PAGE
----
Indeed, Germany have failed to score in their last two matches against England (0-0 in November 2017, 0-2 in June 2021), as many as in their previous 16 games combined.

Flick, speaking at a pre-match news conference on Monday, outlined his expectations for the difficulties Gareth Southgate's visitors will pose as he hailed the threat of captain and talisman Harry Kane.

"It's a classic, the games are always something special. Everything else is in the past. We're looking ahead and trying to get a better result tomorrow," the former Bayern Munich boss said.

"We showed the team what we could have done better against Italy. It's important that we go into the game with a good feeling.

"Against England it's extremely important that we keep up. The football in the Premier League is very physical.

"Harry Kane is a world-class striker and England have a lot of outstanding players in their ranks."

While Flick was quick to credit Tottenham star Kane, who has scored in both of his England appearances against Germany, he also heaped praise on the undervalued Timo Werner.

"I'll keep my thoughts to myself, but both can play in the position," he said when asked who would start between Chelsea pair Kai Havertz and Werner. 

"Timo is underestimated a bit, with also what he does for the team. He creates space in front of the defence. Both are an option for us up top."

As for his return to the Allianz Arena, Flick is looking forward to revisiting his old Bayern stadium and credited the work of his successor Julian Nagelsmann, who guided the Bavarian side to the Bundesliga title.

"It's been a long time since I enjoyed a full house in Munich, so I hope the team will be supported. I hope we play well and have the support of the crowd," he continued.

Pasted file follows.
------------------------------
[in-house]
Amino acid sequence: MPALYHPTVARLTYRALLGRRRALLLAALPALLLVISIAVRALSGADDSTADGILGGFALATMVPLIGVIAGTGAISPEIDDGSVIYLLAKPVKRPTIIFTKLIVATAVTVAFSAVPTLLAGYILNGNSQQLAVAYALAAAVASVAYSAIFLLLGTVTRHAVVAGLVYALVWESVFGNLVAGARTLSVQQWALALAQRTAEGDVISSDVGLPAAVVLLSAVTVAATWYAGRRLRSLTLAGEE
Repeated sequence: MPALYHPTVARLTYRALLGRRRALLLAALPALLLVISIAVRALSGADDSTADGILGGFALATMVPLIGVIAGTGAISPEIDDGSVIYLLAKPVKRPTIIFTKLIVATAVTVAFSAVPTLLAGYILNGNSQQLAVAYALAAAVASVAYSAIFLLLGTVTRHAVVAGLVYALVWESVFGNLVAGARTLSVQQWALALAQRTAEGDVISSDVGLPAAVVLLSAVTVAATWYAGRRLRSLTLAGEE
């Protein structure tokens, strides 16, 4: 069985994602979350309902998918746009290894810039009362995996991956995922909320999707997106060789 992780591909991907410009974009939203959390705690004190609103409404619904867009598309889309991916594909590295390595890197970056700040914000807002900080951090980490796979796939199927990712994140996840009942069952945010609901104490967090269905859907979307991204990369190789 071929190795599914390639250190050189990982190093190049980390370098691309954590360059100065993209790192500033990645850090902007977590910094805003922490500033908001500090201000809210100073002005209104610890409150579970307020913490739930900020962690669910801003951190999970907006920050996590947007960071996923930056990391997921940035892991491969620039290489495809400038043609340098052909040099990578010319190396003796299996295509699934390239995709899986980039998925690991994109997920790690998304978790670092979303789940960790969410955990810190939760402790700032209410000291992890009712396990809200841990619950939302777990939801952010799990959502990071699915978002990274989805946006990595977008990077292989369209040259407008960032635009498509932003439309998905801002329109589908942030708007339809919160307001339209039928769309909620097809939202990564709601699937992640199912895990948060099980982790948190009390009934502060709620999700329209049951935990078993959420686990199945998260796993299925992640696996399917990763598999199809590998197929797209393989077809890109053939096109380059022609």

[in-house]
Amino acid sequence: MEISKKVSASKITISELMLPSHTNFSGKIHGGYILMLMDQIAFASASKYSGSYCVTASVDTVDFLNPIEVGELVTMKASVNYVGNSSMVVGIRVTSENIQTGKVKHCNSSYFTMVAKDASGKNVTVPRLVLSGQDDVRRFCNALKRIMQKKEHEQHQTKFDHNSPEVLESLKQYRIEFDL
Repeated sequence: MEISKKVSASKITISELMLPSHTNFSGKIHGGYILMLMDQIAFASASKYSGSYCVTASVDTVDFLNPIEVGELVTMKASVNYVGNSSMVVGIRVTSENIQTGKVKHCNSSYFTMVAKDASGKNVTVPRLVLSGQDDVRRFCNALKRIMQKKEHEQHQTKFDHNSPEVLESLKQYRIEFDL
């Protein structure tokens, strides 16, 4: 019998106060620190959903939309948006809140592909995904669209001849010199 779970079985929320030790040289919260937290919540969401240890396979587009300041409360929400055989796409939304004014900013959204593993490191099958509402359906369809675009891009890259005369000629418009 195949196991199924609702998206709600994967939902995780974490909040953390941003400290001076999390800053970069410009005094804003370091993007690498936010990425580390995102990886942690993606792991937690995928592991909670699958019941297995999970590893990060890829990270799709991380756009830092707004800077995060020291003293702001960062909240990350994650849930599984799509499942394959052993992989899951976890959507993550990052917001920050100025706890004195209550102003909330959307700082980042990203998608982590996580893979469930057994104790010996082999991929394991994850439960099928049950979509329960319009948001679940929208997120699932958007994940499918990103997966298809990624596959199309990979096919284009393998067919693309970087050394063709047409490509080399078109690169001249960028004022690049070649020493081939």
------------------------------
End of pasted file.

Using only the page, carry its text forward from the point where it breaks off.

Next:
"For me, the performances with the national team and in training here are decisive. Bayern have played an outstanding season.

"The championship title is the most honest title you can win, so compliments again to Julian Nagelsmann. It's important that the players now perform well here."

England manager Gareth Southgate has labelled Germany as one of the benchmarks in international football due to their continued presence in the latter stages of major tournaments.

The Three Lions head to Munich on Tuesday for their second Nations League game, having suffered a surprise 1-0 defeat to Hungary on Saturday in their first League A Group 3 game.

Meanwhile, Germany shared the spoils in a 1-1 draw with Italy as preparations for the 2022 World Cup in Qatar are stepped up.

England and Germany met only last June at Euro 2020, with Southgate's side 2-0 victors at the last-16 stage in front of a buoyant Wembley crowd.

Germany have failed to score in their past two matches against England, as many as in their previous 16 games combined.

But Southgate still views Hansi Flick's side as a force to be reckoned with looking forward to the clash at the Allianz Arena and further ahead to the World Cup in November.

"You can see elements of what he did with Bayern Munich, I think seven either current or had just left Bayern, a lot of have cohesion and experience working with him," Southgate said of Flick on Monday.

"You can see the counter-pressing and the general pressing of the forwards, we have to be prepared for that. With the ball, they have some talented players.

"We saw that in summer, I think in some respects the result in summer was overlooked, I'm not sure why. The quality of the team was still very high, World Cup winners everywhere, Champions League winners.

"Real experience of those big occasions. For me, I think Brazil and Germany are still the benchmarks for teams who have regularly won tournaments, regularly making finals, even when you look at the 5-1 here [in 2001], they ended up in the World Cup final.

"You have to respect what they are and where they are as a footballing country, we have to try and replicate that and instil that mentality.

"We have to keep getting to the latter stages of competitions and games like tomorrow are exactly what we need. I think it's a great measure for us, this will be a brilliant test of what we're about and where we're at.